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95% Confidence Interval:
The range of values within which, 95% of the time, the true value would fall. The wider the range, the fewer the number of cancer cases and the more the numbers fluctuate. For example, if the 95% confidence interval is 1.0-15.0, the uncertainty is larger than if the confidence interval is 1.5-1.7.

In epidemiology, the age at which the cancer was diagnosed. The term NS-ND means not stated / non déclaré.

Age-specific Rate:
The number of cases per 100,000 persons per year for a specific, narrow age range. Five-year age groups are commonly used.

Age-standardized Rate:
A procedure where weighted averages of age-specific rates are used to modify rates to a standard population in order to minimize the effects of differences in the age composition of given populations (such as provinces or census divisions) when comparing rates for these populations. Since cancer is more common in older age groups, a population that is older will have a higher crude incidence rate. The purpose of this rate is to compare groups of people from different backgrounds and age structures, for example when comparing breast cancer between countries, a world population is used, so that the difference in incidence rates is not due to one country having older citizens. The age-standardized rates for both sexes combined also adjust for possible differences in the gender distribution.

Case Fatality Ratio:
The ratio between the number of deaths and the number of new cases of a particular cancer. This provides a crude measure of potential survival. If the case fatality ratio is 50%, then one would expect half of those diagnosed with that disease to eventually pass away.

Census Division:
A general term applying to counties, regional districts, regional municipalities, etc. In Newfoundland, Manitoba, Saskatchewan, and Alberta, the term describes geographical areas that have been created by Statistics Canada in co-operation with the provinces.

Comparative Incidence Figure (CIF):
A ratio of the age-standardized incidence rate for a disease in a specific area compared with the incidence rate for all of Canada. Those areas with a CIF less than one have an incidence rate that is less than the Canadian average. If the CIF is above one, then the area has a higher rate of disease than the rest of Canada.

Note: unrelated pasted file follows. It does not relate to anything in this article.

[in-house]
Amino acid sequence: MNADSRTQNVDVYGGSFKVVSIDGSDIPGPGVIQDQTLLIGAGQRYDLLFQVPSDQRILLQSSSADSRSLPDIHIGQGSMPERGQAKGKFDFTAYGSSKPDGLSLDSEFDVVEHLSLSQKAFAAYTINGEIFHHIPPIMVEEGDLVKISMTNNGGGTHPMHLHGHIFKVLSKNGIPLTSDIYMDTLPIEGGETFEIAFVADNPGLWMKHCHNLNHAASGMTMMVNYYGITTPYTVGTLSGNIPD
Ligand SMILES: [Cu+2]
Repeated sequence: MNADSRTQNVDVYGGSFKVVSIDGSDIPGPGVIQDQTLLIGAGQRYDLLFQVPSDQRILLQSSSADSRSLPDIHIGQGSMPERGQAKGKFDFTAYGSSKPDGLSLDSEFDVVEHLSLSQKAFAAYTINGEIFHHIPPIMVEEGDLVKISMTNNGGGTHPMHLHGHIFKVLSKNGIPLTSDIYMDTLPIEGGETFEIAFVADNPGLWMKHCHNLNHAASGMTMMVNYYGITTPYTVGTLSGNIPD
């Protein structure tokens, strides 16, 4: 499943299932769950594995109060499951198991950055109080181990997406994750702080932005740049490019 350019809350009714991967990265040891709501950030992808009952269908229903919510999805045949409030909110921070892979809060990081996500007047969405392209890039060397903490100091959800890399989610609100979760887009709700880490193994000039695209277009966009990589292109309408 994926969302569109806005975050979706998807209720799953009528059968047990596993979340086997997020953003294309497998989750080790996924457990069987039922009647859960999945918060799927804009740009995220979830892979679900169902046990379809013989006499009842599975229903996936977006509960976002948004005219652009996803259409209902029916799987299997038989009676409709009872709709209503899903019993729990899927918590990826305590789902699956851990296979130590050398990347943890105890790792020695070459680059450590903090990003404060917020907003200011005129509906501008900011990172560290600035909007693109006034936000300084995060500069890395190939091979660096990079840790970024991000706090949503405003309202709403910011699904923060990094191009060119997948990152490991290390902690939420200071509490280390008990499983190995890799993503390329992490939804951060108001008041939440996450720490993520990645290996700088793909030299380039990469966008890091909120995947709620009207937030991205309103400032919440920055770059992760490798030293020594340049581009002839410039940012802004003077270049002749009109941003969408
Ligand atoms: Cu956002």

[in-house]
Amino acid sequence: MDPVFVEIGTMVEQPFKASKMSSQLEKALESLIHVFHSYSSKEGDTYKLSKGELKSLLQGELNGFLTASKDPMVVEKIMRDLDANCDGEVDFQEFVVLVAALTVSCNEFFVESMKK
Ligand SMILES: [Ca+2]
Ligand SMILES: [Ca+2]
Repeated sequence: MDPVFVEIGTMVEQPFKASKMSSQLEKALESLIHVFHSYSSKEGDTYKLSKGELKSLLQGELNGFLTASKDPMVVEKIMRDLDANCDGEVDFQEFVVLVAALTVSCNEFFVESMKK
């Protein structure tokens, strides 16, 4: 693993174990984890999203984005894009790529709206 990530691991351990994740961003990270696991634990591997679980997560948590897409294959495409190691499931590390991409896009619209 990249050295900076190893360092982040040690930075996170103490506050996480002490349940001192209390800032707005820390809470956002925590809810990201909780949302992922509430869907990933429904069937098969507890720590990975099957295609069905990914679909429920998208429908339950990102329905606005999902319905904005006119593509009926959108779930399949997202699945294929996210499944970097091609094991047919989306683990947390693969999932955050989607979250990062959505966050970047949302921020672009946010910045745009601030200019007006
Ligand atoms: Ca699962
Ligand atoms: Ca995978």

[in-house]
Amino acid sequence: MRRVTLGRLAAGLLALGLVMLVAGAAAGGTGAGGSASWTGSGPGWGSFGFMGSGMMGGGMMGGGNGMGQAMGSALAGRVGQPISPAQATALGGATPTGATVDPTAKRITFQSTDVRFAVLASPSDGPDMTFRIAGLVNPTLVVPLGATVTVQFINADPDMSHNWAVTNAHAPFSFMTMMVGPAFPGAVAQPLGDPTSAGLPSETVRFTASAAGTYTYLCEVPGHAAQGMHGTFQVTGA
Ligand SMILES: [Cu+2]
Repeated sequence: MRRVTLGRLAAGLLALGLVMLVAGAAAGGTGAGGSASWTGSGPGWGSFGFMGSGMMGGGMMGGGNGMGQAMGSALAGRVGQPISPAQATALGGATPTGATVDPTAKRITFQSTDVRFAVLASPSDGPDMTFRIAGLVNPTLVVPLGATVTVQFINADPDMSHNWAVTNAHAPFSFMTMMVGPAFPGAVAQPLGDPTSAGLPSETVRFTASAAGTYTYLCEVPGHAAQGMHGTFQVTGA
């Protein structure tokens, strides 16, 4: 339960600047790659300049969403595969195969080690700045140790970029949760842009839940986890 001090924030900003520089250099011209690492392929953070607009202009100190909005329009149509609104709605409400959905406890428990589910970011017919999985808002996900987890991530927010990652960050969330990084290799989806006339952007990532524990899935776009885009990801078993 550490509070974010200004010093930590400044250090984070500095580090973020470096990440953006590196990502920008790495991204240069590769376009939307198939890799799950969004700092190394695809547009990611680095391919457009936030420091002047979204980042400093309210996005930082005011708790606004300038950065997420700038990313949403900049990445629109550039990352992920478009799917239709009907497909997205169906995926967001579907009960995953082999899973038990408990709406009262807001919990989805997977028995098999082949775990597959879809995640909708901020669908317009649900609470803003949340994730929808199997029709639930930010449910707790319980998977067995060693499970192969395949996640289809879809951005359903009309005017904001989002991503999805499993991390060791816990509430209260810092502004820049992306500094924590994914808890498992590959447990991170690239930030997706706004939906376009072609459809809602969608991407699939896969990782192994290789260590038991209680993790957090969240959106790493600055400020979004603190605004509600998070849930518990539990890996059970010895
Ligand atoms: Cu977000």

Comparative Mortality Figure (CMF):
A ratio of the age-standardized mortality rate for a disease in a specific area compared with the mortality rate for all of Canada. Those areas with a CMF less than one have a mortality rate that is less than the Canadian average. If the CMF is above one, then the area has a higher rate of disease than the rest of Canada.

Confounding bias is caused by the presence of an extraneous factor associated with both an exposure under study and a disease outcome. A commonly used method to adjust for a potential confounder is stratification in which the comparison between exposure and disease is done at specific levels of the potential confounder. When a study mentions that they controlled for a factor, they have tried to remove the effect of that variable.

While confounding is a bias which an investigator wishes to eliminate, effect modification refers to a difference in the magnitude of an effect measure across levels of another variable. An example is throat cancer (disease) and high alcohol use (risk factor). An effect modifier is smoking, since the relative risk for alcohol has been reported to be greater at higher levels of smoking. More accurately this should be called risk-ratio modification since effect modification also depends on the risk scale for the outcome, for example risk ratio or risk difference.

Crude Rate:
The number of new cases or deaths due to a disease over the total population that could be affected, without considering age or other factors. It is usually expressed as a rate per 100,000 persons per year.

A geographic term for significantly inhabited regions. Populated areas are shaded in their appropriate colour providing they have a minimum population density of about 0.4 person per square kilometres (approximately 1 person per square mile).

The study of the distribution and determinants of disease.

Geographic Variation:
See Variation. When looking at cancer incidence by Census Division, one will notice that some rates in areas are higher than in others. The inherent difficulty is in finding out if there is a reason for the higher or lower rates other than chance. Provincial registration practices can also play a role.

Hospital Separations:
The number of people who leave a hospital either through a completed procedure, discharge or death. It is often used to examine the trends in morbidity from a disease. In this context, it does not include any out-patient procedures.

International Classification of Diseases, 9th edition. It is no longer the standard method of coding of disease. It was used for coding cancer incidence to 2000 and for coding mortality to 1999.